When I was growing up, I really did not think a great deal about being a vegetarian or a non-vegetarian. I was brought up in a household where everybody was welcome. So we too visited homes of friends from various communities and ate food from their lifestyles. Samosas from Buharis and a special place in Secunderabad were specialties that we relished. My brother Ramana introduced me to Chinese food and that was a great addition to favs…chicken corn soup became a permanent addition to dinners eaten out. Then it was burgers in Gaylords in Churchgate and Bade Miyan behind the Taj in Mumbai!!
At home, our mother cooked vegetarian food. She was very innovative, a natural cook and recreated traditional fare and any other dish that caught her eye and interest. We also ate wonderful vegetarian food outside with iconic snacks like Bhel Puri and chaat items, puri and chana, cultlets and chick peas, samosas, kachoris and sandwiches declared ‘something to die for’! Pan Indian food was experimented both in and out of the family kitchen. My paternal uncle lived in the same city and their kitchen was a non-vegetarian one. In fact, the arguments for and against vegetarian and non-vegetarian food between our father and uncle were so hot and spicy, that it created a natural abhorrence for any talk about food
After my marriage, I gave up eating non-veg to bow down to the wishes of my husband. There was an initial resentment that I ‘had’ to do something. Gradually though, with maturity and deeper understanding and reading of the Vedic heritage, I became convinced that vegetarian was the path that I had to follow.
Food is something that occupies our thoughts, our actions, our plans, our memories and a great deal of enterprise. Sathguru Jaggi Vasudev says the kind of food you eat should not depend on what you think about it, or on your values and ethics, but on what the body wants. Food is about the body and it is important that we eat the kind of food that the body is happy with.
Enough reasons, arguments, theories and lectures have been put forward about vegetarian choices in contrast to eating meat and fish. One of the reasons I prefer being a vegetarian is that I am not putting an end to another creature’s life to satisfy my own hunger. There are those who say that plants too are a form of life and we are destroying it. The point that appeals to me is when you eat an animal you totally destroy it. When you eat a plant or its produce, it can still propagate or flourish through its seeds, roots, grafts etc.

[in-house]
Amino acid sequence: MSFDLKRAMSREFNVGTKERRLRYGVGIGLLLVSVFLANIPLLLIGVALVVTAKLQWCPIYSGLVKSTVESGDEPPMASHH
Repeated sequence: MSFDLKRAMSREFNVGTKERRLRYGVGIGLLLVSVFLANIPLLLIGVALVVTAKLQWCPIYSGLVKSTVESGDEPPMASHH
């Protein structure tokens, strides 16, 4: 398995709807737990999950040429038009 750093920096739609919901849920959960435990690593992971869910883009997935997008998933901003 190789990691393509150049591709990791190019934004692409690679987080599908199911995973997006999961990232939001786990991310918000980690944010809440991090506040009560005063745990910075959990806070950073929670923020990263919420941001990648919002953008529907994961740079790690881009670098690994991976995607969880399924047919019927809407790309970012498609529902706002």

Vegetarian food is easier to digest. It does not stay in your system for more than 4 hours minimum and 20 hours maximum. The body is able to absorb important nutrients from the material ingested and the residue too helps in the evacuation process. Vegetables have longer shelf life in natural circumstances when compared to meat and poultry that can be preserved only artificially.
Sathguru advises us to try different foods and then to check how our body feels after eating it. If your body feels agile, energetic and nice, that means the body is happy. If the body feels lethargic and needs to be pumped up with caffeine or nicotine to stay awake, the body is certainly sending signs that it is not happy.
Every creature instinctively knows what to eat and what not to eat. Human beings are considered to be the most intelligent on the planet, but they seem to have forgotten their instincts about the best food and the sustenance it can give our bodies. In the Vedic tradition, different organisms are called Jeevaraasi, a single life in different dimensions, each with its own life energies. The food that we eat is best when it comes from earlier evolution of life like plants. Plants eaten raw especially, says Sathguru, is easier to digest because the cells are still alive when consumed. The human digestive system can process these live cell organisms more easily.
A vegetarian diet includes:
Vegetables, fruits, Whole grains, Legumes, Seeds and Nuts
May include eggs and milk
Types of vegetarian diets:
Vegan: This diet includes only plant-based foods. No animal proteins or animal by-products such as eggs, milk, or honey.
Lacto-vegetarian: This diet includes plant foods and some or all dairy products.
Lacto-ovo vegetarian: This diet includes plant foods, dairy products, and eggs.
Benefits of a vegetarian diet
A balanced vegetarian diet can provide good nutrition, better health and prevent many diseases. It also helps to:
- Reduce risk of obesity
- Reduce risk of heart disease
- Lowers blood pressure
- Lowers risk of type 2 diabetes
As we grow older, Vedic thought helps you to reduce the intake of food. A diet with more fruit, easily digested grains, legumes and minimum cooking methods are adopted. The penultimate stage in the Vedic life is that of a Vaanaprastha. When a person has fulfilled all the duties of a householder and as a member of a society, s/he chooses to move towards the North or the Himalayas to lead an austere life as a dweller of forests eating what is available in nature in the form of fruits and roots and leaves. This is an inward journey as much as a physical movement towards salvation and enlightenment when the soul becomes a part of the eternal Divine.
This is a post for LBC. The seven other bloggers who write regularly are Ashok, gaelikaa, Maxi, Rummuser, Shackman, The Old Fossil and Lin at Dun-Na-Sead .